The Parramatta Eels getting ready for their second season (Image: Parramatta Eels Website, Design by Will Cuckson)

The Eels have a lot of talent developing and upside that could see Parramatta make a run at the finals in the future. For this season, they will look to be around the middle of the ladder with big upside.

Going into the 2021 season, they were talked about as a team with the potential to make the finals. However, with the injury to their star fullback and lack of experience on the team, they fell short while they showed a lot of promise for the future.

The Squad

Ins: Ashleigh Quinlan, Brooke Anderson, Brooke Walker (AFLW), Casey Tohi-Hiku, Gayle Broughton, Losana Lutu, Luisa Yaranamua, Najvada George, Rima Butler, Ruby-Jean Kennard, Rueben Cherrington, Tayla Preston, Vanessa Foliaki, Zali Fay 

Outs: Nita Maynard (Broncos), Emily Curtain (Titans), Maddie Sutton (unsigned), Botille Vette-Welsh (injured, out for the entire 2022 season), Fatafehi Hanisi (injured, out for the entire 2022 season)

Track Watch

Besides Botille Vette-Welsh and Fatafehi Hanisi being injured and out for the 2022 season, expect changes to the starting lineup in the forward pack positions and possibly some players experimenting in new positions.

Losana Lutu may be asked to play five-eighth or even halfback depending on Parramatta’s assessment of former AFLW player, Brooke Walker in the off-season. Expect the excitement to be around Parramatta’s future in the NRLW with the young talent being recruited.

The fan favourites such as Kennedy Cherrington are expected to play their role and bring a lot of value regardless if they are starting or on the bench.

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What to expect

Parramatta has designed a good foundation for finding homegrown talent in the Tarsha Gale competition, where a lot of the girls wearing the Blue and Gold in first grade have played together.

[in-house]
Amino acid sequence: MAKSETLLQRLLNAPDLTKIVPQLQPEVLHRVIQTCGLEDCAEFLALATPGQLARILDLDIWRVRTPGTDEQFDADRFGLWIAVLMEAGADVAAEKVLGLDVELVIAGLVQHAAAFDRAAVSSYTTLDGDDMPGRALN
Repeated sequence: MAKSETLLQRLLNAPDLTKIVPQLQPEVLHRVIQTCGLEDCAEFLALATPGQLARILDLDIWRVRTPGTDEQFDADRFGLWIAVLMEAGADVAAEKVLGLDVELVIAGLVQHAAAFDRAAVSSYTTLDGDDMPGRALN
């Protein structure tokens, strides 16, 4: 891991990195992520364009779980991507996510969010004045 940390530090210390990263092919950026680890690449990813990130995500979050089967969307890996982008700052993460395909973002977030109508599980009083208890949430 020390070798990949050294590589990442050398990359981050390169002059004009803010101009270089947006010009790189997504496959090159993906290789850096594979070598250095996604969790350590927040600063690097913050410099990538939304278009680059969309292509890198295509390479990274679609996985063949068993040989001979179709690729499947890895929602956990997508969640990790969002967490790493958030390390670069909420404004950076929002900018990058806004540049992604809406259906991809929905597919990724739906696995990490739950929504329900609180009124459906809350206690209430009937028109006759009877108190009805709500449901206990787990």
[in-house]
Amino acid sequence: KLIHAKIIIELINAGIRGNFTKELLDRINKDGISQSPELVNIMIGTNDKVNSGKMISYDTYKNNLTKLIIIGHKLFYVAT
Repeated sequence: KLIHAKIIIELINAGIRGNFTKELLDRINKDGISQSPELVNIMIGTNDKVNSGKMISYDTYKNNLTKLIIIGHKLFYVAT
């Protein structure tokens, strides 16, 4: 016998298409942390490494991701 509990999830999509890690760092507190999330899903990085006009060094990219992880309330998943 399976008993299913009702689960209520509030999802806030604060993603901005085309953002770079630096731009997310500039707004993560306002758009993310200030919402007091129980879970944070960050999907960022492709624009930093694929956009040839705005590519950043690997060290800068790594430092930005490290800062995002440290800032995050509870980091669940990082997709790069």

The Eels have signed 13 rookies this off-season, continuing their ideal structuring of the list. With the playing group not having changed much from their inaugural season, the Eels have a lot of continuity compared to other teams in the competition.

With a forward pack with ball-playing potential, led by their dummy-half play, the Eels are a team that wants to attack the line and speed up the game, putting their backline players in open space and in quick windows of only scoring.

With this approach to the game, the NRLW Eels love trying to take advantage of any team not playing a fast line-speed defence. Only missing out on the finals due to point differential, we can expect this team to have learned a lot about their lack of success on the offensive end of the game.  

The biggest concerns and what to expect for the Eels are finding a rhythm and figuring out the new five-eighth and halfback combination. With Maddie Sutton not being signed by Parramatta, this team if they want to make finals must figure the new combination out quickly.

With their marquee fullback Vette-Welsh out due to an injury that occurred last season, the Eels find themselves with a new spine entirely as they lost their dummy half Nita Maynard in the off-season to the Brisbane Broncos and Emily Curtain, who plays in the halves, having signed with the Titans.

With Rueben Cherrington showing promise as dummy-half in the U’19 State of Origin, expect Parramatta to focus on her development for the remainder of 2022. With Dean Widders having used Vette-Welsh out the back in set plays in scoring opportunities, expect a similar strategy to be used when they are near their opposition’s try-line.

It’s a big year for

Lutu and Cherrington are young players yet to make their debut. Both showcased their potential in the U’19s State of Origin in Lutu has a unique offensive game that can incorporate cut-out and short ball passes and a flashy style of footy that not many halves players in the NRLW have at their disposal.

Cherrington showed her ability to play system, structured footy as a dummy half, and with her older sister Kennedy in the front-row, Parramatta could play an aggressive, toward-the-line play that centres around the forward pack playing a physical game with the ability to move the ball.

Round 1 Team

  1. Gayle Broughton
  2. Tess Staines
  3. Tiana Penitani
  4. Abbi Church
  5. Rikeya Horne
  6. Brooke Walker
  7. Losana Lutu
  8. Filomina Hanisi 
  9. Seli Mailangi
  10. Ellie Johnston
  11. Christian Pio
  12. Vanessa Foliaki
  13. Simaima Taufa


  1. Kennedy Cherrington
  2. Brooke Anderson
  3. Najvada George
  4. Rima Butler 

Ladder Range

Fifth-Sixth Position

Expect Parramatta to be missing the finals again, finishing in the last two positions. With a new spine combination and the difficulty they had on the offensive end last season, the Eels have a lot of work to do and a small window to make their off-season training effective in the 2022 season.

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